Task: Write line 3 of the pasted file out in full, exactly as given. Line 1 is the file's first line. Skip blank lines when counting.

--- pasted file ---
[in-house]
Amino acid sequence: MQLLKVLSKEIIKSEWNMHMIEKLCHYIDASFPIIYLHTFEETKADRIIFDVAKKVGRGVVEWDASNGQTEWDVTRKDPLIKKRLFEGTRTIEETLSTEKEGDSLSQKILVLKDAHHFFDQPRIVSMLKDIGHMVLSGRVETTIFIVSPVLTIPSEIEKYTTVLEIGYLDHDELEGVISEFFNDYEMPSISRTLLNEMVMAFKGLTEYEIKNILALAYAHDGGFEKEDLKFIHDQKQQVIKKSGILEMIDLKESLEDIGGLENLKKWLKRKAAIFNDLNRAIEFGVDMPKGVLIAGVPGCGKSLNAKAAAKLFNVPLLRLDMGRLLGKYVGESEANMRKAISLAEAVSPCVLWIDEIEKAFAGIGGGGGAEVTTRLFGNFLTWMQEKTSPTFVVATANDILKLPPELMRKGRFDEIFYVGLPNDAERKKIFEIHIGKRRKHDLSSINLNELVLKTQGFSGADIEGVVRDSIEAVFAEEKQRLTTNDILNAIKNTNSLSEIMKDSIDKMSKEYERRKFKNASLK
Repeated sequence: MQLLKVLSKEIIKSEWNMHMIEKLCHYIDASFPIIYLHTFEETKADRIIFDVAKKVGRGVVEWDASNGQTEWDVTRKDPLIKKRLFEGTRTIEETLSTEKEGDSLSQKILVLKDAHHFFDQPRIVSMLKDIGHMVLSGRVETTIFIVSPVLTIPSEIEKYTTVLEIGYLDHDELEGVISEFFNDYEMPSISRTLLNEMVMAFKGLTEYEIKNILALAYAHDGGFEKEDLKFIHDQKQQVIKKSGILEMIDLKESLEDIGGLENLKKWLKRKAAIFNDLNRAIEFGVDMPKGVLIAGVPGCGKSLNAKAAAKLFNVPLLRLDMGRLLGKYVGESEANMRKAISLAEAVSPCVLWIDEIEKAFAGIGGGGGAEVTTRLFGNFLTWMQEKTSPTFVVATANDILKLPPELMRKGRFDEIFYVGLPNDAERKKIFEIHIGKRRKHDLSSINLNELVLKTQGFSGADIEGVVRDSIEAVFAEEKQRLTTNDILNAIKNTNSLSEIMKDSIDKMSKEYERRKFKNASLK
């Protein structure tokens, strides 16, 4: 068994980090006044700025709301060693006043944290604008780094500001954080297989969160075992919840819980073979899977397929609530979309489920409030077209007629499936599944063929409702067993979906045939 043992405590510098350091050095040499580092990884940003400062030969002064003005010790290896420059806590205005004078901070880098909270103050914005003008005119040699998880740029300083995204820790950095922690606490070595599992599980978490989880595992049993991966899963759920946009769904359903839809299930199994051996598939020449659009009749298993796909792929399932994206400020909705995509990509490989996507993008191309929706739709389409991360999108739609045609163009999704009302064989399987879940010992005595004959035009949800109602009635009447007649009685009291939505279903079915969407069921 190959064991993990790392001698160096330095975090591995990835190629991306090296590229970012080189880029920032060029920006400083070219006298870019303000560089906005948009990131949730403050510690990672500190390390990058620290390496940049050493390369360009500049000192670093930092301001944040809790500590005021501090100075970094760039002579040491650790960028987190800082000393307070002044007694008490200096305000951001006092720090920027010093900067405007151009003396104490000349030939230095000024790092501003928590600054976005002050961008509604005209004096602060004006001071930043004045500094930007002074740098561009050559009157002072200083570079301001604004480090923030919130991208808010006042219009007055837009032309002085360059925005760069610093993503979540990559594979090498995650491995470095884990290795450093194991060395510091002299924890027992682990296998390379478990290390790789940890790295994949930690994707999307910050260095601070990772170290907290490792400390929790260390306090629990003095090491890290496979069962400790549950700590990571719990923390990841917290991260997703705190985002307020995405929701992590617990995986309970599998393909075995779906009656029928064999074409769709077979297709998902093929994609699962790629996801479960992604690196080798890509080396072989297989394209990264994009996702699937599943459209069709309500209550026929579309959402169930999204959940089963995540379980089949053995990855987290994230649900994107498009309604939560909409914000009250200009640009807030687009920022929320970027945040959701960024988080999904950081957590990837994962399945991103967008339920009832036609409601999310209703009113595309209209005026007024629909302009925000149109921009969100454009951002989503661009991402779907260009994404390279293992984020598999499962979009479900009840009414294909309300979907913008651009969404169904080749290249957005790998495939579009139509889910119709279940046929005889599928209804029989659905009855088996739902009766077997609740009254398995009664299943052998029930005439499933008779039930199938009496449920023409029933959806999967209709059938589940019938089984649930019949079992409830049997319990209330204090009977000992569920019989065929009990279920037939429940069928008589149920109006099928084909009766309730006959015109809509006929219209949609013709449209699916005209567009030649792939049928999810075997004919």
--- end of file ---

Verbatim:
Repeated sequence: MQLLKVLSKEIIKSEWNMHMIEKLCHYIDASFPIIYLHTFEETKADRIIFDVAKKVGRGVVEWDASNGQTEWDVTRKDPLIKKRLFEGTRTIEETLSTEKEGDSLSQKILVLKDAHHFFDQPRIVSMLKDIGHMVLSGRVETTIFIVSPVLTIPSEIEKYTTVLEIGYLDHDELEGVISEFFNDYEMPSISRTLLNEMVMAFKGLTEYEIKNILALAYAHDGGFEKEDLKFIHDQKQQVIKKSGILEMIDLKESLEDIGGLENLKKWLKRKAAIFNDLNRAIEFGVDMPKGVLIAGVPGCGKSLNAKAAAKLFNVPLLRLDMGRLLGKYVGESEANMRKAISLAEAVSPCVLWIDEIEKAFAGIGGGGGAEVTTRLFGNFLTWMQEKTSPTFVVATANDILKLPPELMRKGRFDEIFYVGLPNDAERKKIFEIHIGKRRKHDLSSINLNELVLKTQGFSGADIEGVVRDSIEAVFAEEKQRLTTNDILNAIKNTNSLSEIMKDSIDKMSKEYERRKFKNASLK